Comfort and Convenience: How to Pick the Best Airplane Seats
What Are Your Preferences?
Although airlines would like you to think otherwise, flying isn’t always the most comfortable way to travel. Unless you are able to treat yourself to of the sumptuous luxury air travel options that are out there, you’re stuck flying economy class which means you’ll have very few amenities at your disposal.
Most domestic airlines have dropped their food and beverage services in favor of bare minimum snacks and one to two free drinks per flight, if that. They’ve crammed more seats in to sell more tickets, nickel and dime you for everything including checked baggage (or sometimes carry-on baggage), and in some cases have eliminated in-flight entertainment all together since most people have their own electronic devices.
Some budget airlines have also taken to charging for seat assignments the way European railways do. Regardless of whether you have to pay for it or not, where you sit on an airplane can either contribute to your misery or make your flight a little more enjoyable.
In a sense, there’s an art to seat selection — one which websites such as SeatGuru have encouraged. Before you book your next trip, arm yourself with the best air travel hacks and take a minute to consider your seat assignment and where the best airplane seats are based on your preferences and situation.
Part of the Plane
Choosing what part of the plane you’d like to sit in is the first step to picking the right seat. When making your decision, consider what’s most important to you: legroom, noise, turbulence effect, seat reclination or bathroom accessibility. All of these are factors, which make one section of the plane more desirable than another.
In general, the front of the plane has the quietest ride, the middle has less turbulence, and the back will be pretty hit or miss. Because the the back of a plane is less desirable, sometimes there will be empty seats, allowing you to stretch out across a row. You’ll also be closer to the bathrooms, which could be good or bad depending on your perspective.
For the most part, the front seats offer the best combination of considerations making it desirable for use as first or business classes. Seats in this part of the plane recline much more (in some cases all the way back), are wider, quieter, and offer perks such as power outlets, personalized flight attendant service, and better snacks, beverages, and entertainment access.
In-flight service generally starts at the front of the plane and moves back, meaning you’ll get snacks and drinks before others. Most airlines also offer priority boarding for first class, business class and any other specialty seating.
Passengers in the front also deplane first and can get to their next flight or destination faster.
Exit Rows and Economy Plus
Besides splurging for first or business classes there are a few cheaper options available to aid in your comfort. A large majority of airlines now offer a type of “economy plus” seating for an additional charge.
Usually located at the front of coach, these seats have four to eight extra inches of precious legroom, are wider, and in some cases come with faster boarding and free goodies on board. However, they’ll also cost you a bit more.
While budget airlines such as Allegiant and Spirit may only charge around $20 or so for these seats, Delta and United can charge upward of $100 extra per seat. Unless you’re super tall or have a disability that warrants the extra space, it might not be worth it to splurge.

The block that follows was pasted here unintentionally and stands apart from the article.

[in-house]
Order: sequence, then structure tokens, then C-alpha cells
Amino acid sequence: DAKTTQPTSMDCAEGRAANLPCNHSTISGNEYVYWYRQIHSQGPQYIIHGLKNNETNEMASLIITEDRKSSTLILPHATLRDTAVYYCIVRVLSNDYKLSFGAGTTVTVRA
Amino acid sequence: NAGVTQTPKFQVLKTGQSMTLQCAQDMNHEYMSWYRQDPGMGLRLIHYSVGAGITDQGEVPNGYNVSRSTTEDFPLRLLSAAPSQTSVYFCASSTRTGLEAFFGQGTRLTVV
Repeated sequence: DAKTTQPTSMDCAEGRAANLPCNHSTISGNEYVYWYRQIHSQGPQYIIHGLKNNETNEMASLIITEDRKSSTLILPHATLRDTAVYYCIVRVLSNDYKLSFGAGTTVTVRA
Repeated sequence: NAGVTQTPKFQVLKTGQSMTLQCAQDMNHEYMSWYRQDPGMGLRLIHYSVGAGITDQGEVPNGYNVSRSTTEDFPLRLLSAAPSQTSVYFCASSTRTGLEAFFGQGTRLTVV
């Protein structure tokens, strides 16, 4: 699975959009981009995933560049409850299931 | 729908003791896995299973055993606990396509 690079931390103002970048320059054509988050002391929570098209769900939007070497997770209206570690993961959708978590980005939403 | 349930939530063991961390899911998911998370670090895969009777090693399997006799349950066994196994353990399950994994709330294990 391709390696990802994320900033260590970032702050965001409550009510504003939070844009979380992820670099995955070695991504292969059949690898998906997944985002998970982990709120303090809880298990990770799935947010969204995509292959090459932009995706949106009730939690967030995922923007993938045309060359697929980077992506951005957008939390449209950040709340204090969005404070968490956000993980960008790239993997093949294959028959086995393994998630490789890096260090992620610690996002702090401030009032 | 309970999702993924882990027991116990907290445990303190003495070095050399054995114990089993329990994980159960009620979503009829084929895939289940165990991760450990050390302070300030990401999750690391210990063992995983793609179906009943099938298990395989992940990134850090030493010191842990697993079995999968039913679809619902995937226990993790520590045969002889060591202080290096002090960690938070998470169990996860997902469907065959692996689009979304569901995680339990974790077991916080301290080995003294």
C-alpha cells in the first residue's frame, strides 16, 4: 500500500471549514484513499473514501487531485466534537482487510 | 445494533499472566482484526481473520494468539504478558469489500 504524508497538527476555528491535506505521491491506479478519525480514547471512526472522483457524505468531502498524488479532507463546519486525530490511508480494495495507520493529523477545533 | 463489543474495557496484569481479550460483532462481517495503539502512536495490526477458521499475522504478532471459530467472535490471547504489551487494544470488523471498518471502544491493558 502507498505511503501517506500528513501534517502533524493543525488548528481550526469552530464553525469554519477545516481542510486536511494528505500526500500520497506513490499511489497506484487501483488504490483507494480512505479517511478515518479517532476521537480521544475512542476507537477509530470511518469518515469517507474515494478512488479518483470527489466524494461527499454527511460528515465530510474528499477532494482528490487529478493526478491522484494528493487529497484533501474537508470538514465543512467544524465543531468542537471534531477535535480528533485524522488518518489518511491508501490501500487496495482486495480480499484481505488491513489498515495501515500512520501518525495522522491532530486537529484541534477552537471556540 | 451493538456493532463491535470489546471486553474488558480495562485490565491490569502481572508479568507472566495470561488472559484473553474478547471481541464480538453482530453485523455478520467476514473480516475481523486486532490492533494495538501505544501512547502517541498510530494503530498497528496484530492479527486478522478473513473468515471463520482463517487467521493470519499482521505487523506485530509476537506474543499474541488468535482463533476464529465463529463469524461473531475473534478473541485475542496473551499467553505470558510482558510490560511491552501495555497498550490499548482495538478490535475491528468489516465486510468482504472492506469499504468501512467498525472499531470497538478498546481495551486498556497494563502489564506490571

There’s also the option of booking exit row seats for a little extra room, but doing so does come with some restrictions. Passengers seated in these rows must be over 15 years of age, not require a seat belt extension, speak the home language of the airlines, and be able to follow the instructions by a flight attendant, which may include lifting up to 50 pounds.
Even if you do qualify to sit there, these seats can sometimes get drafty and may not recline all the way back.
Window, Middle, or Aisle
Once you’ve narrowed down the section and row you’d like to sit in, there’s the matter of choosing your seat number. Most standard commercial planes have a three-and-three, three-three-and three, or three-four-and-three seating arrangement.
There are of course smaller and larger planes with different variations, but these are the most common.
Aisle seats are always the most desirable since you can stretch your legs a little further without worrying about playing footsie with the person next to you. You also don’t have to climb over someone, but will sometimes get bumped by the service cart or people walking up and down the aisles.
The middle seats are usually the last to book when everything else has run out. Unless you know the person in the aisle seat, in can be awkward trying to climb over them when you have to use the bathroom or get up for whatever reason.
On more cramped airlines, those in the middle seat are usually the most squished making them undesirable for people with claustrophobia or anxiety.
Then there are the window seats, which some people swear by. If you’re the type who loves taking photos out the window or gazing at the clouds, by all means choose a window seat. They’re also great when you want to sleep because you have something to lean against.
But, again, like the middle seats, you will have to climb over people in order to get out.
Whichever seat you end up choosing on a flight, know that there are always instances of overbooking, which may allow you to actually give up your seat and get a better one on another flight.
Sometimes the seat next to you will remain empty, giving you extra room, or you may be asked to switch seats with people wishing to sit together. Above all, choose a seat (when you can) that suits your needs while flying, even if that means paying a little extra or bringing items along to help you remain comfortable throughout your flight.